Phew! Another ill-advised trip out into the blazing afternoon sunshine saw my dwindling moisture reserves sweated off in no time at all. The bottle of water in my bag was HOT. Only after a trip to Tescos to frantically stock up on orange squash (to make ice lollies), juice, & fizzy water did I remember the icy cold bottle of Ramune sitting at home in my fridge.
I had never heard of Ramune (ra-moo-nay) until yesterday, when I happened upon it in the Chinese supermarket. I was immediately struck by the unusual shape of the bottle - sort of like an alien elephant-bishop wearing a gas mask. There were no clues on the label as to what flavour it was, but a short amount of research at home revealed that it was a Japanese 'lemonade style' fizzy drink.
But that's not all I discovered. You see, there's a reason for the crazy shape. Ramune bottles are sealed with a glass marble, held in place by the pressure of the CO2. To open it, you have to push the marble back down into the bottle (with a loud POP), where it will then remain for all eternity, rattling around. Awesome! I even found instructions. Oh, how I love instructions...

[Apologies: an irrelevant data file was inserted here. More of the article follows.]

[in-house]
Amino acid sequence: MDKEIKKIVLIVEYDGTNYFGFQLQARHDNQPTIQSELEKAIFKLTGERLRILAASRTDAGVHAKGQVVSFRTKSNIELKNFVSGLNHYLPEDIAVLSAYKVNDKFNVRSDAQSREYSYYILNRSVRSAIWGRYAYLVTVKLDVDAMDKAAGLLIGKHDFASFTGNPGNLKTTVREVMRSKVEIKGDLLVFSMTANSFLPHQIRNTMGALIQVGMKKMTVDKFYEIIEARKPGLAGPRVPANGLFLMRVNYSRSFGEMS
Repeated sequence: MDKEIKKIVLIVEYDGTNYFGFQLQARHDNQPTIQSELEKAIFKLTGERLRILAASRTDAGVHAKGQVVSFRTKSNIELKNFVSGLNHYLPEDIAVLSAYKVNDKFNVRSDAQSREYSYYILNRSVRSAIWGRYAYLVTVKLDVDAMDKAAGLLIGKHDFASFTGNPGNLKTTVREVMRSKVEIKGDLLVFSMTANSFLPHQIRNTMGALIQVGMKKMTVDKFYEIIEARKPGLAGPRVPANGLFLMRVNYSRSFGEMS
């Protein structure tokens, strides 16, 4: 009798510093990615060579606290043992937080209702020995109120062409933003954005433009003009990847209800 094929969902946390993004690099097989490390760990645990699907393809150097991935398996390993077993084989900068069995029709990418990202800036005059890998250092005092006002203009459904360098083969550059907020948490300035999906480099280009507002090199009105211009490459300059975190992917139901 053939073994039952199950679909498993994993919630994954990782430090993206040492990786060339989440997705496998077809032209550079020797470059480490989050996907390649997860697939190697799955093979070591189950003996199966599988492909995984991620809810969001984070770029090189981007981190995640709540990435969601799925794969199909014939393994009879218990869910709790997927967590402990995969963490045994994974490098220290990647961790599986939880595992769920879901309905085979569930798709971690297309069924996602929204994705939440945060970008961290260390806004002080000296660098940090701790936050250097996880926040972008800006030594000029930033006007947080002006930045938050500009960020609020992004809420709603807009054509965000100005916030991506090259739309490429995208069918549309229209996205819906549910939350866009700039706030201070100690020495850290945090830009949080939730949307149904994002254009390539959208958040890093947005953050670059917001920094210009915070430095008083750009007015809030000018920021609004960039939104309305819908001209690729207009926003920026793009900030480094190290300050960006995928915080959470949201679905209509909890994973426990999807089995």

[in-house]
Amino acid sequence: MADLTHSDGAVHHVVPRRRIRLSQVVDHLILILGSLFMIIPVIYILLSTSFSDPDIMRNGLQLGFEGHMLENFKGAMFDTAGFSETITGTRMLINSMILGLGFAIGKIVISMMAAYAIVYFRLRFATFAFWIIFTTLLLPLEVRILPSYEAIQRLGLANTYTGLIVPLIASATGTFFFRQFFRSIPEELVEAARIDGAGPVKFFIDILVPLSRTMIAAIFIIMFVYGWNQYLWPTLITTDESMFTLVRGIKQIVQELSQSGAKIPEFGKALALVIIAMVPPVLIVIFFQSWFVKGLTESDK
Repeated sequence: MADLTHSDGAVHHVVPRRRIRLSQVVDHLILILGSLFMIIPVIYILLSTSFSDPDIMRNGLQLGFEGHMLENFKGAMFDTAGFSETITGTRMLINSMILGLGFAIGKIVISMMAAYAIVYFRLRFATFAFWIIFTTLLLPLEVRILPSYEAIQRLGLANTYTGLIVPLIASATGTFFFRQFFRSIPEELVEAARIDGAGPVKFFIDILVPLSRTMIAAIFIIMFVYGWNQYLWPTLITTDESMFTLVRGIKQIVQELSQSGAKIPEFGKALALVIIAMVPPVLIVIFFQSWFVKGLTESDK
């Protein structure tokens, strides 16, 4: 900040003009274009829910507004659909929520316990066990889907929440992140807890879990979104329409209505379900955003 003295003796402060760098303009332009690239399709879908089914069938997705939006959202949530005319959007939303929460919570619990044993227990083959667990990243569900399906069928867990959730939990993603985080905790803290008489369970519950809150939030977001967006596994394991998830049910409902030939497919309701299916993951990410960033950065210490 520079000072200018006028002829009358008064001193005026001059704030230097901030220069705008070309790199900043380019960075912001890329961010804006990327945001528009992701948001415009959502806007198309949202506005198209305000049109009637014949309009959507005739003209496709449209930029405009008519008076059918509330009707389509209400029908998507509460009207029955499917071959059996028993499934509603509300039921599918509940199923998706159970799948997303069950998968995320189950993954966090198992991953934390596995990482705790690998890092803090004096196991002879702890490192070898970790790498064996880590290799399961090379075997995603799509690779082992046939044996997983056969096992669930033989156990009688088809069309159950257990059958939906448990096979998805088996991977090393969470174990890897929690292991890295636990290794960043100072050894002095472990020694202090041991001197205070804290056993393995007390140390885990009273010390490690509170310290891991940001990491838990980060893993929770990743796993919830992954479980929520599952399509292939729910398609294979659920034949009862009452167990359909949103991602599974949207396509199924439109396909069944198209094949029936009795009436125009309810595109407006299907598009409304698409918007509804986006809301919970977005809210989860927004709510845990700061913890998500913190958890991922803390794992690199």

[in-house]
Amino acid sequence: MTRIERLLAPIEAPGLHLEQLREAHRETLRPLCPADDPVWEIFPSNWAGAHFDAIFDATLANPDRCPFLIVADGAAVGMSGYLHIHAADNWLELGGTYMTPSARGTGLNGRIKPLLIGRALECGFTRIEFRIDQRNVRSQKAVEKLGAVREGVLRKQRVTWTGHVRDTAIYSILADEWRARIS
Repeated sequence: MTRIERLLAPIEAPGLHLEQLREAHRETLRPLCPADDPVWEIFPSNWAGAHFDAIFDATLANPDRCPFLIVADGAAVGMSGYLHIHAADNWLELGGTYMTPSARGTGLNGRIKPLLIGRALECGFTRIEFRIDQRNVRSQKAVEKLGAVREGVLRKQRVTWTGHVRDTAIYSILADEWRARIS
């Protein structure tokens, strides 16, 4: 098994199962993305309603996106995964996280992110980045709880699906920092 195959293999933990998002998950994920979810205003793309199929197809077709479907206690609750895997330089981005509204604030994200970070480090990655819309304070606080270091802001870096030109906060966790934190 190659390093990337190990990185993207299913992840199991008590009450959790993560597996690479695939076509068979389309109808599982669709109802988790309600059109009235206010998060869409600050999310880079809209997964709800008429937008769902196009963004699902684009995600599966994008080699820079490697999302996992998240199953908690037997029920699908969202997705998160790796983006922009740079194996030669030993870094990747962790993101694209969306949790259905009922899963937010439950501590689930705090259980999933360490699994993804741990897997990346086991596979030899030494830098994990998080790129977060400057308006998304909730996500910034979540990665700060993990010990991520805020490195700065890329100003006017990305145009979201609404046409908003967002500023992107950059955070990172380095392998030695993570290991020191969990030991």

If I'd known how much fun it was going to be, I'd have bought more. Cold pop sprayed out all over the place, leaving me no choice but to hang out of the window until it subsided. What an amateur. But check it out! There's the marble! Woooooo!
Original flavour Ramune doesn't taste like lemonade at all. It's more like bubblegum, only less sweet, and very refreshing. The indentations in the bottle neck hold the marble in place while you drink - it's genius.
You'd be forgiven for thinking that this was some kind of futuristic contraption. In actual fact these bottles have been around for over 100 years, invented by an English cork-manufacturer named Hiram Codd. Old 'Codd-neck' bottles are worth loads of money because of naughty children smashing them to get at the marbles. I'm keeping mine.